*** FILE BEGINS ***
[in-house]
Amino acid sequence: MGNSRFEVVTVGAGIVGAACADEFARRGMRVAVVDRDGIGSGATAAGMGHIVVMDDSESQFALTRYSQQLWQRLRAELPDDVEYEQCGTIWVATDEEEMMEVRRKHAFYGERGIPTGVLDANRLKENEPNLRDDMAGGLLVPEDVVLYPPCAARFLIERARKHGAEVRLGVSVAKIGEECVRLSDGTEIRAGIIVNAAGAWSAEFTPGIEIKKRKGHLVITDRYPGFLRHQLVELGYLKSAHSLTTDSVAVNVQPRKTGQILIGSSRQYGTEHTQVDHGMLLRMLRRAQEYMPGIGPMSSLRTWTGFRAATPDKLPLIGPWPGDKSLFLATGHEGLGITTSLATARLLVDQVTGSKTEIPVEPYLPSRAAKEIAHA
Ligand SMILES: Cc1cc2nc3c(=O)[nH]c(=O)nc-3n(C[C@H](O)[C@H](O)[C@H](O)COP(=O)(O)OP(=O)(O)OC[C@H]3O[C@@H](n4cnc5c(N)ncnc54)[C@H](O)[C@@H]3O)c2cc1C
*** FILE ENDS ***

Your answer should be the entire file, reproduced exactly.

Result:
[in-house]
Amino acid sequence: MGNSRFEVVTVGAGIVGAACADEFARRGMRVAVVDRDGIGSGATAAGMGHIVVMDDSESQFALTRYSQQLWQRLRAELPDDVEYEQCGTIWVATDEEEMMEVRRKHAFYGERGIPTGVLDANRLKENEPNLRDDMAGGLLVPEDVVLYPPCAARFLIERARKHGAEVRLGVSVAKIGEECVRLSDGTEIRAGIIVNAAGAWSAEFTPGIEIKKRKGHLVITDRYPGFLRHQLVELGYLKSAHSLTTDSVAVNVQPRKTGQILIGSSRQYGTEHTQVDHGMLLRMLRRAQEYMPGIGPMSSLRTWTGFRAATPDKLPLIGPWPGDKSLFLATGHEGLGITTSLATARLLVDQVTGSKTEIPVEPYLPSRAAKEIAHA
Ligand SMILES: Cc1cc2nc3c(=O)[nH]c(=O)nc-3n(C[C@H](O)[C@H](O)[C@H](O)COP(=O)(O)OP(=O)(O)OC[C@H]3O[C@@H](n4cnc5c(N)ncnc54)[C@H](O)[C@@H]3O)c2cc1C